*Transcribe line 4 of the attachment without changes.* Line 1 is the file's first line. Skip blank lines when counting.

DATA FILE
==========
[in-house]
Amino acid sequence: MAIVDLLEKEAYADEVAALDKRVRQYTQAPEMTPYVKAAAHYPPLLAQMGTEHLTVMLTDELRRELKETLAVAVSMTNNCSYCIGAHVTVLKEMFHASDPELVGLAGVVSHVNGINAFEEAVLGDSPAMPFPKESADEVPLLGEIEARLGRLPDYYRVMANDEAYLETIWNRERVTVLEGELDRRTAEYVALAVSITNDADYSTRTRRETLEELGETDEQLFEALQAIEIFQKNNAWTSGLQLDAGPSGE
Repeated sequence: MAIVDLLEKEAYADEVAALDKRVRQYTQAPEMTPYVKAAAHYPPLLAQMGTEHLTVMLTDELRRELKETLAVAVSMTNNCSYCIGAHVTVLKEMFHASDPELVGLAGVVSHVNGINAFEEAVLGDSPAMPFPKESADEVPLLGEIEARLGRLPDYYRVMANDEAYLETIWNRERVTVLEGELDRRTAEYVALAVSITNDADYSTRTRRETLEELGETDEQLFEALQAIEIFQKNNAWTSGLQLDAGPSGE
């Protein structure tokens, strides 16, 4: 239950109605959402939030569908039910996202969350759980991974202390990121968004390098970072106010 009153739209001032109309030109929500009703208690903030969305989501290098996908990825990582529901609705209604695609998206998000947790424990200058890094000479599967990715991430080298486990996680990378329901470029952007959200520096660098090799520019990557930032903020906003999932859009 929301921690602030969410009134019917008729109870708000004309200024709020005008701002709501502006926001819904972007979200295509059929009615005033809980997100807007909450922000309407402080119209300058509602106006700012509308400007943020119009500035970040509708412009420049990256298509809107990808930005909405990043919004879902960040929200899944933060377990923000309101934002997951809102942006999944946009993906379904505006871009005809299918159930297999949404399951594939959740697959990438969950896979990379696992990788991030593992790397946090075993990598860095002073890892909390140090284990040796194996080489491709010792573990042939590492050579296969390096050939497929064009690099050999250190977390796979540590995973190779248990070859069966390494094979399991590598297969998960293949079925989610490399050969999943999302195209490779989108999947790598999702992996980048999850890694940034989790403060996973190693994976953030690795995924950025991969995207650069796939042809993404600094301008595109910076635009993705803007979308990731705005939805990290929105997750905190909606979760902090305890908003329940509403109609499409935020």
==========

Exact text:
């Protein structure tokens, strides 16, 4: 239950109605959402939030569908039910996202969350759980991974202390990121968004390098970072106010 009153739209001032109309030109929500009703208690903030969305989501290098996908990825990582529901609705209604695609998206998000947790424990200058890094000479599967990715991430080298486990996680990378329901470029952007959200520096660098090799520019990557930032903020906003999932859009 929301921690602030969410009134019917008729109870708000004309200024709020005008701002709501502006926001819904972007979200295509059929009615005033809980997100807007909450922000309407402080119209300058509602106006700012509308400007943020119009500035970040509708412009420049990256298509809107990808930005909405990043919004879902960040929200899944933060377990923000309101934002997951809102942006999944946009993906379904505006871009005809299918159930297999949404399951594939959740697959990438969950896979990379696992990788991030593992790397946090075993990598860095002073890892909390140090284990040796194996080489491709010792573990042939590492050579296969390096050939497929064009690099050999250190977390796979540590995973190779248990070859069966390494094979399991590598297969998960293949079925989610490399050969999943999302195209490779989108999947790598999702992996980048999850890694940034989790403060996973190693994976953030690795995924950025991969995207650069796939042809993404600094301008595109910076635009993705803007979308990731705005939805990290929105997750905190909606979760902090305890908003329940509403109609499409935020």